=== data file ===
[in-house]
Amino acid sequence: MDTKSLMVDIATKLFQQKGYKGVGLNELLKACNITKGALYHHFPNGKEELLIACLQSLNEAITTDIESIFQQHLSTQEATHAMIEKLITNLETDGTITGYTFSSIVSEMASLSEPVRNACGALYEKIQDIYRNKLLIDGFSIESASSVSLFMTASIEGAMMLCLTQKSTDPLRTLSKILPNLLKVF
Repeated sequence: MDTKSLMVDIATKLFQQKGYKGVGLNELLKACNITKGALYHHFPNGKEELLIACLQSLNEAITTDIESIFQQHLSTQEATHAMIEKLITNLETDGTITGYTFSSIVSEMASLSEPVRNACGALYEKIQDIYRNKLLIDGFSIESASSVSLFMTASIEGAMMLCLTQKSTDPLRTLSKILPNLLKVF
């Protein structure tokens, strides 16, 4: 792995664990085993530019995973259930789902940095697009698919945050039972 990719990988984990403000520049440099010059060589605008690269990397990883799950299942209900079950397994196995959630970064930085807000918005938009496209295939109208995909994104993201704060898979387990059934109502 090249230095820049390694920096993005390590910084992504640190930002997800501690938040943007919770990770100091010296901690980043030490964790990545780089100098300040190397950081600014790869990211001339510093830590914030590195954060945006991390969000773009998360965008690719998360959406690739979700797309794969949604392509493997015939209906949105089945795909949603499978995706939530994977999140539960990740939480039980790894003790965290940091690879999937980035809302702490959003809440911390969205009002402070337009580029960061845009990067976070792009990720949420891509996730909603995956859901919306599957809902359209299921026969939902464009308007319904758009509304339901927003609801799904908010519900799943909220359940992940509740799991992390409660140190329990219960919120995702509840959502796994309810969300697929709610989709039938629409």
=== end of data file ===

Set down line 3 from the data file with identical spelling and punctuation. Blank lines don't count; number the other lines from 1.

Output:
Repeated sequence: MDTKSLMVDIATKLFQQKGYKGVGLNELLKACNITKGALYHHFPNGKEELLIACLQSLNEAITTDIESIFQQHLSTQEATHAMIEKLITNLETDGTITGYTFSSIVSEMASLSEPVRNACGALYEKIQDIYRNKLLIDGFSIESASSVSLFMTASIEGAMMLCLTQKSTDPLRTLSKILPNLLKVF